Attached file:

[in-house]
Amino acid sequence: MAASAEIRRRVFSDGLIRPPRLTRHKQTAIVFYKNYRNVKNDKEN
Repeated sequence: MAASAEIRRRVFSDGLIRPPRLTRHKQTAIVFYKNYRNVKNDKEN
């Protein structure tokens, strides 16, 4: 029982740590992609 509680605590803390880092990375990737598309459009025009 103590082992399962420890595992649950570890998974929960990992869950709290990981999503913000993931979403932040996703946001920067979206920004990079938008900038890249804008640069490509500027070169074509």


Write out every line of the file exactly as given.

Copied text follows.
[in-house]
Amino acid sequence: MAASAEIRRRVFSDGLIRPPRLTRHKQTAIVFYKNYRNVKNDKEN
Repeated sequence: MAASAEIRRRVFSDGLIRPPRLTRHKQTAIVFYKNYRNVKNDKEN
């Protein structure tokens, strides 16, 4: 029982740590992609 509680605590803390880092990375990737598309459009025009 103590082992399962420890595992649950570890998974929960990992869950709290990981999503913000993931979403932040996703946001920067979206920004990079938008900038890249804008640069490509500027070169074509």